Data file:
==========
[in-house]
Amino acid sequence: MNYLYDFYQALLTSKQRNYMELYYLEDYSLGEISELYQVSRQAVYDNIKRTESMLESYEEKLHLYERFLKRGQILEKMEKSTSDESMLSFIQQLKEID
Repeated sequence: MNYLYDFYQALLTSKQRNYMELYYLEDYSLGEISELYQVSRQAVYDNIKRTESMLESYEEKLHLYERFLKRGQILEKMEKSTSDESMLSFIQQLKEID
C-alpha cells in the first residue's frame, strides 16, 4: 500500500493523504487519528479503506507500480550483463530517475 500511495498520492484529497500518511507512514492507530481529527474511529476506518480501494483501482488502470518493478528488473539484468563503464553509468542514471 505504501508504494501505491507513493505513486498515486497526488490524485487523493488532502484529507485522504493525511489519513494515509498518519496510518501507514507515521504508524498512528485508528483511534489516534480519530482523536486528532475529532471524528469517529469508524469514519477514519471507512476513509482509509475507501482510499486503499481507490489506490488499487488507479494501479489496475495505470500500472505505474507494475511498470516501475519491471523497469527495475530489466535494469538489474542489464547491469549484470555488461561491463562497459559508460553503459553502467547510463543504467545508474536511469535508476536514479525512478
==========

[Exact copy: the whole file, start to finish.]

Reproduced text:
[in-house]
Amino acid sequence: MNYLYDFYQALLTSKQRNYMELYYLEDYSLGEISELYQVSRQAVYDNIKRTESMLESYEEKLHLYERFLKRGQILEKMEKSTSDESMLSFIQQLKEID
Repeated sequence: MNYLYDFYQALLTSKQRNYMELYYLEDYSLGEISELYQVSRQAVYDNIKRTESMLESYEEKLHLYERFLKRGQILEKMEKSTSDESMLSFIQQLKEID
C-alpha cells in the first residue's frame, strides 16, 4: 500500500493523504487519528479503506507500480550483463530517475 500511495498520492484529497500518511507512514492507530481529527474511529476506518480501494483501482488502470518493478528488473539484468563503464553509468542514471 505504501508504494501505491507513493505513486498515486497526488490524485487523493488532502484529507485522504493525511489519513494515509498518519496510518501507514507515521504508524498512528485508528483511534489516534480519530482523536486528532475529532471524528469517529469508524469514519477514519471507512476513509482509509475507501482510499486503499481507490489506490488499487488507479494501479489496475495505470500500472505505474507494475511498470516501475519491471523497469527495475530489466535494469538489474542489464547491469549484470555488461561491463562497459559508460553503459553502467547510463543504467545508474536511469535508476536514479525512478